To evaluate whether both sICAM-1 and CEA serum levels are indeed affected by chemotherapy treatment in patients with metastatic CRC, repeated measures ANOVA were used. The reductions of tumour markers in relation to the effectiveness of chemotherapy are shown in Fig. 1. Contrary to the statistically significant reduction of CEA (p = 0.005), there was no statistically significant reduction in the expression of sICAM-1 (p = 0.011) during same time intervals.

Table 1. Demographic and clinical characteristics of patients with advanced colorectal cancer (CRC). CR = Complete Response; PR = Partial Response; SD = Stable Disease; PD = Progressive Disease; ECOG PS = Eastern Cooperative Oncology Group Performance Status.

CRC Patients’ Characteristics Value (%)
Enrolled patients 20
Men 12 (60)
Women 8 (40)
Median age, Years 69.8 ± 6.6
< 69.8 7 (35)
> 69.8 13 (65)
Primary tumour
Colon 14 (70)
Rectum 6 (30)
Location of metastases
Liver 17(85)
Lung 6(30)
Intra-abdominal lymph nodes 2(10)
Stage 0-IIIc 0 (0)
Stage IVA-IVB 20 (100)
First-line Chemotherapy 11 (55)
Second-line Chemotherapy 9 (45)
Clinical Response
CR 0 (0)
PR 13 (65)
SD 2 (10)
PD 5 (25)
Patient Performance Status
0 9 (45)
1 5 (25)
2 6 (30)
3 0 (0)
4 0 (0)
5 0

Figure 1. Comparison of the estimated marginal means of both sICAM-1 and CEA serum levels during systemic chemotherapy.

The next step was to study whether gender influenced serum sICAM-1 levels with regard to CEA levels during systemic chemotherapy. This was because while the impact of gender has been well studied for CEA levels [5][6][7], sICAM-1 levels had remained understudied. Statistical analysis of repeated measures ANOVA, however, showed that during systemic chemotherapy there was no statistically significant reduction neither in the expression of sICAM-1 (p = 0.299) nor CEA (p = 0.284) with respect to gender (Table 2).

Table 2. Tests of Within-Subjects Contrasts.

Source Type III Sum of Squares df Mean Square F p
sICAM1_factor1 25258.07 1 25258.07 2.067 0.168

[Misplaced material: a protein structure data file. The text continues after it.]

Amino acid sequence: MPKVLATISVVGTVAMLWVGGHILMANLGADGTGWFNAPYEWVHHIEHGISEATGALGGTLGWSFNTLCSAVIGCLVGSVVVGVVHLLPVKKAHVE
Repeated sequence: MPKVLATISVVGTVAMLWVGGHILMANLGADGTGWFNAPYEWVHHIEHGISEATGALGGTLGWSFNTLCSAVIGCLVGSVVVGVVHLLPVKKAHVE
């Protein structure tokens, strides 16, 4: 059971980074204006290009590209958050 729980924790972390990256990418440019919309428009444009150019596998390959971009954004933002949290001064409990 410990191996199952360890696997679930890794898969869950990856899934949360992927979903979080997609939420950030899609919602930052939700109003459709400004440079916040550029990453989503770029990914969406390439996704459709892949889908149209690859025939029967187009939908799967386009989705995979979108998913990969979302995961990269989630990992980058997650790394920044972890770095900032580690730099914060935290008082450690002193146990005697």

sICAM1_factor1*gender 13994.95 1 13994.95 1.145 0.299
sICAM1_Error(factor1) 219943.16 18 12219.06
CEA_factor1 221924.9 1 221924.9 8.691 0.009
CEA_factor1*gender 31117.5 1 3117.5 1.219 0.284
sICAM1_Error(factor1) 459652.5 18 25536.2

Serum levels of sICAM-1 were compared between patients with advanced colorectal cancer (before systemic chemotherapy) and healthy volunteers. The statistical analysis showed that the mean value for the patients is greater than the controls with the level of statistical significance less than 0.001 (412.0 ± 196.6 vs. 220.9 ± 34.6; p < 0.001). Furthermore, the dispersion of advanced colorectal cancer patients with respect to controls was six times greater derived from the Levene's Test for Equality of Variances (p = 0.017).

Finally, ROC analysis between the patients and the control group showed an AUC of 96.7% (95% CI 83.5%-99.9%) p < 0.0001. Considering a cutoff point > 264.5 ng/mL for sICAM-1, both sensitivity and specificity have been respectively calculated to 90% and to 100% (Fig. 2), while, both positive predictive value (PPV) and negative predictive value (NPV) have been respectively computed to 100% and to 99.5%.

Previously, Bagaria et al (2013) have shown that the mean value of CEA serum levels for the patients with CRC is greater than the controls with the level of statistical significance less than 0.05. The ideal threshold value based on the ROC curve for CEA was >3.34 ng/mL with a sensitivity of 76% (95% CI: 61.8%-86.9%) and a specificity of 100% in patients with CRC compared to controls [12].

Figure 2. ROC curve of sICAM-1 between patients with advanced colorectal cancer and healthy volunteers.

4. Conclusions

Systemic chemotherapy remains the standard-of-care treatment for advanced colorectal cancer. Its efficacy is typically estimated on the basis of physical, radiological and biochemical findings. However, this does not always facilitate timely detection of early recurrence and new metastases. Therefore, there is an increasing need for highly reliable and convenient tools for estimating the effectiveness of chemotherapy treatment in view of improving colorectal cancer management on an individual basis.

In this simple random sampling study, there was not any statistically significant reduction in the serum levels of the sICAM-1 (p = 0.011) after five courses of systemic chemotherapy, despite the tendency of patient serum sICAM-1 levels to fall. Thus, based upon this pilot study results, sICAM-1 serum levels cannot be used as a biological surrogate marker of systemic chemotherapy efficacy in patients with metastatic colorectal cancer. Alexiou et al (2001), examined whether serum sICAM-1 levels in 63 patients with colorectal cancer changed following surgical resection. They observed a significant decrease of sICAM-1 levels only in patients without distant metastases at presentation who underwent curative radical resection of the primary tumour site. On the contrary, patients with metastatic disease showed no significant difference in sICAM-1 levels before and after surgery [13]. Unlike other types of cancer no research has been conducted as yet on whether sICAM-1 levels might be influenced by systemic chemotherapy for colorectal cancer. For example, Qian et al (2011), reported that serum sICAM-1 levels had significantly declined after two courses of chemotherapy compared with pretreatment levels in 115 patients with non-small cell lung cancer [14]. Whereas, Mills et al (2004), showed that serum sICAM-1 levels had significantly risen after four courses of chemotherapy in 26 patients with breast cancer [15].